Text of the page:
Healthy Boundaries

By on April 9, 2013
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By SUZANNE STAMBOULIEH, M.S.

Whether you’ve been married a few months or a few decades, you’ve probably realized that marriage is hard work. Maintaining a deep connection for a lifetime does not just happen by chance; you must be intentional in all that you do in order for your marriage to grow.

In today’s fast-paced life, you may find yourself overwhelmed when trying to balance family, work, friendships, church, and extracurricular activities (both yours and your children’s). You may feel as though you are constantly doing and living for others with no time left over for your spouse or yourself. Does this sound familiar? Are certain areas of your life taking a priority over your spouse? If so, you may need to set some boundaries in your marriage.

Let's-Talk-It-Over---MCL-April-2013-1What exactly do these boundaries look like? Dr. Henry Cloud and Dr. John Townsend, authors of Boundaries in Marriage, define a boundary as something that indicates where you end and someone else begins, physically and emotionally. Boundaries help identify what you are and are not responsible for. It’s important to note that establishing boundaries in your marriage is not about limiting you or your spouse; it is about doing what is best for your marriage. Boundaries are necessary, especially in marriages, to protect the sacred union from what Cloud and Townsend call “intruders.”

What, then, are intruders? The word sounds scary, but an intruder can be anything that takes time away from cultivating your relationship with your spouse. Keep in mind that something may be an intruder for one couple and not for another. Some examples of intruders include hobbies, the Internet, work, in-laws, and friends, just to name a few. Of course, these listed intruders are not bad in and of themselves, but if they negatively affect your marriage, are they not worth examining? For example, do you repeatedly acquiesce to your extended families’ wishes, despite what you and your spouse want, simply to avoid hurting their feelings? Certainly there are times for this, but do you live your life this way? Take a moment and think about things in your life that could be classified as intruders. What if you were able to moderate those intruders? Could you use your newly freed-up time to cultivate your relationship with your spouse?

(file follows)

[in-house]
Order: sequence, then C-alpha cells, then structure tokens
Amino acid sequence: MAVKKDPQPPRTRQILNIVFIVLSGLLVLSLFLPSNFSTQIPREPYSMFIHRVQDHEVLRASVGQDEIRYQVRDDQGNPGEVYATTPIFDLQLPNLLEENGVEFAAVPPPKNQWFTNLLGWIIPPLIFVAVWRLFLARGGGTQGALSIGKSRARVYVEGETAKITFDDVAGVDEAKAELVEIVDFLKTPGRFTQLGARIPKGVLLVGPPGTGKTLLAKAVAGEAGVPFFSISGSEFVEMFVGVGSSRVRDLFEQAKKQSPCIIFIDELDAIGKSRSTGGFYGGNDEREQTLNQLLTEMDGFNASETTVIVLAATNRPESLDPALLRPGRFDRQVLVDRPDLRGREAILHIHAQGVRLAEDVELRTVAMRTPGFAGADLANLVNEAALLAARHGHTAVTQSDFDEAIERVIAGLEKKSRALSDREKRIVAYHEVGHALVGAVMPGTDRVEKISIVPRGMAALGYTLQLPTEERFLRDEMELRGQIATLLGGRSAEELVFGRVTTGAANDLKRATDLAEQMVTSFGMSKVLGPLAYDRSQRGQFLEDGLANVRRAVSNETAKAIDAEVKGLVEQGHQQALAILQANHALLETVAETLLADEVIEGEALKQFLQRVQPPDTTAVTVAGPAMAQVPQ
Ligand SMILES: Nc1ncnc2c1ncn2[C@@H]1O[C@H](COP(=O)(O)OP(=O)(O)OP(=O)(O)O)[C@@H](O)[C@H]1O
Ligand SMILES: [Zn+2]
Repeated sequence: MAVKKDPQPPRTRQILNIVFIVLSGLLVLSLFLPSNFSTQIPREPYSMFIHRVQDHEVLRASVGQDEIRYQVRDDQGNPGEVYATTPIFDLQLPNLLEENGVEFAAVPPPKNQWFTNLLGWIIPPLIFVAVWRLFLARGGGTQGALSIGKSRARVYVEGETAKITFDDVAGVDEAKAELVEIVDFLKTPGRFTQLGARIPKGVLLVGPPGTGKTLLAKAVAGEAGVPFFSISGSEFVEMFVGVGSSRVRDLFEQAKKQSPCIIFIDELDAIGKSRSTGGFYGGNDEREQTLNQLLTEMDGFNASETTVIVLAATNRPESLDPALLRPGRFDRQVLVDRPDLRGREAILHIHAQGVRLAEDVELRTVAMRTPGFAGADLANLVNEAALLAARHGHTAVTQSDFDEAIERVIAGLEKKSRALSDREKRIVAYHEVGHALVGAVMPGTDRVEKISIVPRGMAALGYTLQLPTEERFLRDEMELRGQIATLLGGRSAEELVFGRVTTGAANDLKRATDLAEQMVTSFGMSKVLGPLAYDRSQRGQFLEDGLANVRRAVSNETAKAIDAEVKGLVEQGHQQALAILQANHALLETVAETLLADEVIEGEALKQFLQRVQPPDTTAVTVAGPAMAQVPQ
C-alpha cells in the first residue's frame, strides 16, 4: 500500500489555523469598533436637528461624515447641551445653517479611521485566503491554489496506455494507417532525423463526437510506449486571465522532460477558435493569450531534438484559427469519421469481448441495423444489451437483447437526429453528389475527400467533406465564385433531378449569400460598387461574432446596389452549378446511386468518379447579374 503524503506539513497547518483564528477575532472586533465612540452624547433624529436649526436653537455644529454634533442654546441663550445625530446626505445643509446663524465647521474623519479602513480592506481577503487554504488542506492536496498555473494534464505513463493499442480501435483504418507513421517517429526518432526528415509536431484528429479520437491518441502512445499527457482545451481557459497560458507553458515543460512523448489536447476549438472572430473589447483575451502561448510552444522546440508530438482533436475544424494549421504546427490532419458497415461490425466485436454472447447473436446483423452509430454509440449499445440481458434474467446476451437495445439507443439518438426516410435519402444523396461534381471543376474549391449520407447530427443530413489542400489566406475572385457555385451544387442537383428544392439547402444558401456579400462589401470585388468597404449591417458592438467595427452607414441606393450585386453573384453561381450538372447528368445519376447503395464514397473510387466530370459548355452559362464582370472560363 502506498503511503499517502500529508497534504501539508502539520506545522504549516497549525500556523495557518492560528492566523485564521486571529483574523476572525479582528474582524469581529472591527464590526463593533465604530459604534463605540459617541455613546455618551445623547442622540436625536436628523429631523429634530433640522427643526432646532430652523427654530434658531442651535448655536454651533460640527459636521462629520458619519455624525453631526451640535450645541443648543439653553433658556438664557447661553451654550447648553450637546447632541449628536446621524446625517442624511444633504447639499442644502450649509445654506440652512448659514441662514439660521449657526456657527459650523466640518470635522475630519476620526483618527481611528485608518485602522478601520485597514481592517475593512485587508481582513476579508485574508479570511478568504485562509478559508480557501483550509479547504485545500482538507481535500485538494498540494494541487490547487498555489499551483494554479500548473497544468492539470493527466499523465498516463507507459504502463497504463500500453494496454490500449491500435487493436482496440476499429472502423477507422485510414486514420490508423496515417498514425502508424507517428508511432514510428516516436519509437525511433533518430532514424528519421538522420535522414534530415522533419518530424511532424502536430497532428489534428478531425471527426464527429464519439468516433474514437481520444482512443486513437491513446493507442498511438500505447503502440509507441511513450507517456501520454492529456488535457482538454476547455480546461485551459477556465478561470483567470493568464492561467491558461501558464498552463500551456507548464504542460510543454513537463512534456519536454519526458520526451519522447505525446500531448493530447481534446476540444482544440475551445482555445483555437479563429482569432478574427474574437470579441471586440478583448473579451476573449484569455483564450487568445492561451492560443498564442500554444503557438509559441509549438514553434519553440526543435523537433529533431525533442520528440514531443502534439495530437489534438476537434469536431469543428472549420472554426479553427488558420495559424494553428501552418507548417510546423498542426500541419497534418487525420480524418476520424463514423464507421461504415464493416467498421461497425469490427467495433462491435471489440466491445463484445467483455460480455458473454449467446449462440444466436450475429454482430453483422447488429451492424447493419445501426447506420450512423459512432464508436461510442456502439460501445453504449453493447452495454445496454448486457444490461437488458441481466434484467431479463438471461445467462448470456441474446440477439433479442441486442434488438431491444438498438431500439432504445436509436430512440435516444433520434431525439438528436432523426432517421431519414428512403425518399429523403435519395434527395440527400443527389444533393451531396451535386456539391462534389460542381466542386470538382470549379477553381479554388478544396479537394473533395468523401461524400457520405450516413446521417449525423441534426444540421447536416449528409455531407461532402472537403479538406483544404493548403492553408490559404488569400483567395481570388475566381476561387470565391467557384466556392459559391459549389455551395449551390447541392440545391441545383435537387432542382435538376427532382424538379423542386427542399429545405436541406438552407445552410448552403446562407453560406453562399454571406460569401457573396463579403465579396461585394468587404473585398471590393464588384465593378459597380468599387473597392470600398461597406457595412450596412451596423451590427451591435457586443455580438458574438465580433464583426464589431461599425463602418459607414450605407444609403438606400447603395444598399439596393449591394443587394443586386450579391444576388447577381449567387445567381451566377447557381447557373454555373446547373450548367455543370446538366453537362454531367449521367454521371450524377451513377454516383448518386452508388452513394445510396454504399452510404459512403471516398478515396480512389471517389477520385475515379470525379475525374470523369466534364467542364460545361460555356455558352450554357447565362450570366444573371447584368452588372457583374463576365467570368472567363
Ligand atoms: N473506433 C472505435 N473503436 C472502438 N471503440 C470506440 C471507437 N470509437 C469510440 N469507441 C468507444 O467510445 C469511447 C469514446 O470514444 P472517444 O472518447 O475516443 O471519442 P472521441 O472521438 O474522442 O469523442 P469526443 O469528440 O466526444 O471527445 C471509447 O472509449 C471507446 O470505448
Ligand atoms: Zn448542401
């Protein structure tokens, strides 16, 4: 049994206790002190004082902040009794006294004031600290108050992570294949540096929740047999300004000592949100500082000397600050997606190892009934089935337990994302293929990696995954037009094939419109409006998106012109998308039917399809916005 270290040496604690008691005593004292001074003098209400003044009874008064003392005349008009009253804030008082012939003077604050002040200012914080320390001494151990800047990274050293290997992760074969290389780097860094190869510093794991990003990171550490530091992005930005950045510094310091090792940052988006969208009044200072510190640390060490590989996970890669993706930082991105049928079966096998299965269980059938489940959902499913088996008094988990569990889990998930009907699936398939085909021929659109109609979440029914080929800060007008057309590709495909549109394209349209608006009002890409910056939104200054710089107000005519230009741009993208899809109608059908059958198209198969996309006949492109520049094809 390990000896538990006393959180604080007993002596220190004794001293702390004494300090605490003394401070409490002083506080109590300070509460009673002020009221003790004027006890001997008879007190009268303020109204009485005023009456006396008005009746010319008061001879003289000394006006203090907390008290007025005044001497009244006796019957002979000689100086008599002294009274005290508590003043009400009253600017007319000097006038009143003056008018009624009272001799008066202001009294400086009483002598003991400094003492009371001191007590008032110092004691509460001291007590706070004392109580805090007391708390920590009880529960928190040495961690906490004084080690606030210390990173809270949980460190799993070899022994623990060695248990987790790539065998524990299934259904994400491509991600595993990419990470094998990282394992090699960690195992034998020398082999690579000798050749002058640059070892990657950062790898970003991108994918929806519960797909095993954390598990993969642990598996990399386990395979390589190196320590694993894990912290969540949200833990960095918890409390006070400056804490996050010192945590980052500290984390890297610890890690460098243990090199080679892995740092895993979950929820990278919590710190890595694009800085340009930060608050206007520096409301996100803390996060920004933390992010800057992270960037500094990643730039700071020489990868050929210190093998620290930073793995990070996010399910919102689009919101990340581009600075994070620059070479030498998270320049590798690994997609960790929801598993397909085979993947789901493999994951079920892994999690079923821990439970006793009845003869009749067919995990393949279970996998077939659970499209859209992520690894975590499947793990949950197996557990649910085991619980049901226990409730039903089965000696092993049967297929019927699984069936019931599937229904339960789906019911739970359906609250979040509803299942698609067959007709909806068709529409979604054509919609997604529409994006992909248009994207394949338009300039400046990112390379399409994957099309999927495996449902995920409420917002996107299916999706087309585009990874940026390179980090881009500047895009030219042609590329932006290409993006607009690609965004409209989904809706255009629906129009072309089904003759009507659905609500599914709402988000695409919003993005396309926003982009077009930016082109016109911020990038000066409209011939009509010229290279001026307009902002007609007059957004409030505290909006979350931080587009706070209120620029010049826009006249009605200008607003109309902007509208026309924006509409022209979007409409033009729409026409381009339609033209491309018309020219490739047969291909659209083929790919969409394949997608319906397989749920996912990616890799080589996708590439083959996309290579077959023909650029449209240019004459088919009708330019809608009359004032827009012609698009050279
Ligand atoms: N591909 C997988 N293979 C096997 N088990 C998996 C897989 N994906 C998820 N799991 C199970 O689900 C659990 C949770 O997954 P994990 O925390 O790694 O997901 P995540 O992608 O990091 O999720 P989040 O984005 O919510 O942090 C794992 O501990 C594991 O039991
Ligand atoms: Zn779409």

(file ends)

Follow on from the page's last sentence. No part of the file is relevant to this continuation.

When intruders affect your level of closeness with your spouse, then a boundary must be set. All situations are unique, so there may be times in which eliminating the intruder altogether is necessary. However, in most cases, the intruder is actually something that is good but has gotten out of control. After all, balance is key! For example, if you recognize excessive texting as an intruder, try to designate a time, such as dinnertime, where you put your phone on silent in order to better connect with your spouse free from distractions.

When you and your spouse are setting boundaries, act as a team, unified in all that you do. It is helpful to use “we” statements when setting boundaries. For instance, if social invitations become an intruder, instead of saying, “I really want to come, but my spouse does not,” you might reply with, “We appreciate the invite, but we would like to stay home so we can have some family time.” Using “we” statements instead of “I” statements may not seem like a big deal, but even this small step demonstrates that you and your spouse are unified in your decisions.

At first, setting boundaries and limiting intruders may not be easy to explain to your friends or family; you may experience some pushback from those closest to you. But, it will get easier, and in time you will see that the boundaries you have set will bring you and your spouse closer together. Also remember that you can’t control what others think about your boundaries, so try not to dwell on it—if others don’t agree with your boundaries, it’s okay.

Even with boundaries in place, you can’t completely eliminate conflict in your marriage. Nothing can do that! But setting healthy boundaries and making your relationship a priority will create a solid foundation on which your marriage can thrive.

Suzanne is a therapist for Summit Counseling. Suzanne currently resides in Madison with her husband Stephen and daughter Scarlett. She can be contacted at sstamboulieh@fbcj.org